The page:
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Editorial: Imprisoned

A brute electoral majority, the BJP seems to think, is a useful licence to bulldoze contentious proposals
Representational image.
Representational image.
File photo

The Editorial Board   |   Published 18.11.21, 02:08 AM

New India is being taught to comprehend things anew. Consider the idea of ‘public interest’: it generally invokes the sense of greater, collective good. Yet, the principle is routinely invoked by the Narendra Modi government to do the opposite: impair public welfare. In a brazen move, the Centre issued a gazette notification that cited ‘public interest’ to justify its decision to offer extensions of up to two years to the holders of the posts of defence secretary, home secretary, secretary of the Research and Analysis Wing and the director of the Intelligence Bureau. That the motive here is not innocuous is discernible when this measure is seen in the light of the ordinance that was passed by Mr Modi’s regime to offer one-year extensions for five years to the heads of the Central Bureau of Investigation and the Enforcement Directorate. A two-year tenure is usually the norm. Interestingly, extension was granted to the incumbent ED chief in violation of a directive of the Supreme Court.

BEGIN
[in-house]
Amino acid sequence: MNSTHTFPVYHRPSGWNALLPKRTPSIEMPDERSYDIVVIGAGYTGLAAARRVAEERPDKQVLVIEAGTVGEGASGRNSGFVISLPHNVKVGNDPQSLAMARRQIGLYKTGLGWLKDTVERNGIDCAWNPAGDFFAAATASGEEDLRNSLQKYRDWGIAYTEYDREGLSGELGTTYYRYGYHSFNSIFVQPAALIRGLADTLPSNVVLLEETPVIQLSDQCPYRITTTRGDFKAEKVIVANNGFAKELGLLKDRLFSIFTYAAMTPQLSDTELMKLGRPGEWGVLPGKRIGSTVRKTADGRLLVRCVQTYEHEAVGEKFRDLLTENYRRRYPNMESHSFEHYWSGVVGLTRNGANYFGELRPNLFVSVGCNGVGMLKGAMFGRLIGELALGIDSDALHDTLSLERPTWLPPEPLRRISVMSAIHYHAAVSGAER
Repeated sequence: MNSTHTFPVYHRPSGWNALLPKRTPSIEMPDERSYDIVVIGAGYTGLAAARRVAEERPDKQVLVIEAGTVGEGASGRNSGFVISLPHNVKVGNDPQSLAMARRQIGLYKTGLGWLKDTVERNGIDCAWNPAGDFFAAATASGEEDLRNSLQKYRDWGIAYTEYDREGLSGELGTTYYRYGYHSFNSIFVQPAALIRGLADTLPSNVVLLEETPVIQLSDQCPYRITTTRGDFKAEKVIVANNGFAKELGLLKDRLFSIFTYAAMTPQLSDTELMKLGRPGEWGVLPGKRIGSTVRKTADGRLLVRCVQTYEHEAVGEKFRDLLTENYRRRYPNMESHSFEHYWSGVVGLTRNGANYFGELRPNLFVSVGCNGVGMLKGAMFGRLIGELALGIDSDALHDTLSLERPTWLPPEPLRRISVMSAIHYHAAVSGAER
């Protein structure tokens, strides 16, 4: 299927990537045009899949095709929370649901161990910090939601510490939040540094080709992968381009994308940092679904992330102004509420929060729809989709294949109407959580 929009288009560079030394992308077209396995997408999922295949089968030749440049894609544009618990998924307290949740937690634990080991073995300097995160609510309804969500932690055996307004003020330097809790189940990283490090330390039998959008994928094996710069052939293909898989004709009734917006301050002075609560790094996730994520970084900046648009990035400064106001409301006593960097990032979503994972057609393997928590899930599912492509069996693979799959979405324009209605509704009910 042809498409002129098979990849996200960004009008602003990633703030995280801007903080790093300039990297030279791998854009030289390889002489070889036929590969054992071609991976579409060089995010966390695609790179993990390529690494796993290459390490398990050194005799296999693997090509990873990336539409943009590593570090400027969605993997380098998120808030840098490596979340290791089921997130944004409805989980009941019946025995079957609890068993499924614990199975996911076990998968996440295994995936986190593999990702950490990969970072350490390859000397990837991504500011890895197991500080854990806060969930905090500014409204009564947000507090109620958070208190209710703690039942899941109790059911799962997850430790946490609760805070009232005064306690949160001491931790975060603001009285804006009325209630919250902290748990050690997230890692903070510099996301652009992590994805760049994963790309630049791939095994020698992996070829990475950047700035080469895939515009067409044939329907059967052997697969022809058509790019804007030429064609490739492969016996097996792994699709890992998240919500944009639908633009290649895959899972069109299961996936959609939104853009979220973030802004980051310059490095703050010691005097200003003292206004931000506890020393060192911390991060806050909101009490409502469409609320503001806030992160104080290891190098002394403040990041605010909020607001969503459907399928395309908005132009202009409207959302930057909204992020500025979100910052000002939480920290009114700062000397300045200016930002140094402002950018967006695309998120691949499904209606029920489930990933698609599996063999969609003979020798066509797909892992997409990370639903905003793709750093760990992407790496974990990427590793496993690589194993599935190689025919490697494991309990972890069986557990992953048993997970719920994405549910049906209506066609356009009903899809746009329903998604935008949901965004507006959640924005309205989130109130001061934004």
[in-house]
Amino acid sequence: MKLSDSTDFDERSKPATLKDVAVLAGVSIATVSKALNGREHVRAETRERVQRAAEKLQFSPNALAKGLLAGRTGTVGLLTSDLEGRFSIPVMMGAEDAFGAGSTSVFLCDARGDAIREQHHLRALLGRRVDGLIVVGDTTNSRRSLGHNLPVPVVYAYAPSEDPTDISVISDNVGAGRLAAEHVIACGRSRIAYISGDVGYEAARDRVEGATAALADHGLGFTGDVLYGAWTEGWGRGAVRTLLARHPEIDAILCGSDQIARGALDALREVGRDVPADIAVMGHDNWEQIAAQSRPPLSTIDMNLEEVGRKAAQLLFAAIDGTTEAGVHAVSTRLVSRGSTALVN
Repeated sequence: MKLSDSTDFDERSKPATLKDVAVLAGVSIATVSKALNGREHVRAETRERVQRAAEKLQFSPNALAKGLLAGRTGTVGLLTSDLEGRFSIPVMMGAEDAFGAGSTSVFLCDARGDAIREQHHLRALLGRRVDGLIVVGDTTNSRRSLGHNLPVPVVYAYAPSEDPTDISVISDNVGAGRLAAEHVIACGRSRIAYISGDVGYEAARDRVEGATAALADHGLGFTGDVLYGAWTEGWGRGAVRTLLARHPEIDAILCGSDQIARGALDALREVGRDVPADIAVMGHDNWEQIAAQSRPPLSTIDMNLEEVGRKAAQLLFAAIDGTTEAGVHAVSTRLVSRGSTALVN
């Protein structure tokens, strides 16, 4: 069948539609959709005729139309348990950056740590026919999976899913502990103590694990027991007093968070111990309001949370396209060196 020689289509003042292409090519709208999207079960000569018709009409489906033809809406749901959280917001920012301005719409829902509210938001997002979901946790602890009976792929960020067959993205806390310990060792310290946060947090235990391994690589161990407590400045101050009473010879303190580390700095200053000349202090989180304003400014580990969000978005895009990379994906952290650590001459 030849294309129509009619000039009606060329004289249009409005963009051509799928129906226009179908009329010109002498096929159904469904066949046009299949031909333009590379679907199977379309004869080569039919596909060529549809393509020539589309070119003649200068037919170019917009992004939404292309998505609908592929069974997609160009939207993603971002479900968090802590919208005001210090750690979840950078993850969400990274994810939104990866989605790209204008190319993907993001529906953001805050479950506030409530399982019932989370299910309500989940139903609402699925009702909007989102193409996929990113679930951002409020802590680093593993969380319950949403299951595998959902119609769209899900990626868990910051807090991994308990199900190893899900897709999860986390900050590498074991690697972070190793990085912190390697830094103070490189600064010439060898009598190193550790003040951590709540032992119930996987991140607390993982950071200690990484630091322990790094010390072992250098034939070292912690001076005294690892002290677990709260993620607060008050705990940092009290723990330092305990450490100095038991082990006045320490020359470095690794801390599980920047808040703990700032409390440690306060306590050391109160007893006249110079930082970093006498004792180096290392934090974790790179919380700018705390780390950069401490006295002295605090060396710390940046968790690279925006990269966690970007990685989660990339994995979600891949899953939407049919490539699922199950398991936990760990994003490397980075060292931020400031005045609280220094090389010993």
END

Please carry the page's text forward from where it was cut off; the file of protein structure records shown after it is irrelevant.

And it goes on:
The intent, as the Congress has alleged, does not seem to adhere to public interest. A guaranteed tenure for the heads of crucial agencies would have served as a register of institutional autonomy. The provision of one-year extensions, on the other hand, suggests that the Centre is eager to put the holders of these offices on a tighter leash. Extensions are likely to be doled out if the men in charge do their master’s bidding. This, in turn, would result in the weaponization of these investigative agencies to target political opponents. The modus operandi that was adopted is objectionable too. Even though the Constitution permits the president to promulgate an ordinance when Parliament is not in session, ordinances, the democratic ethos demands, should be used sparingly to facilitate greater scrutiny. The winter session is not too distant. Why is the Bharatiya Janata Party-led National Democratic Alliance then keen to avoid parliamentary deliberations on the matter? The answer perhaps lies in this government’s revulsion at parliamentary conventions and ethics. A brute electoral majority, the BJP seems to think, is a useful licence to bulldoze contentious proposals. Over two decades ago, the Supreme Court, in a landmark verdict, had granted operational autonomy to investigative agencies. Successive governments have, contrastingly, striven to cage the proverbial parrot.



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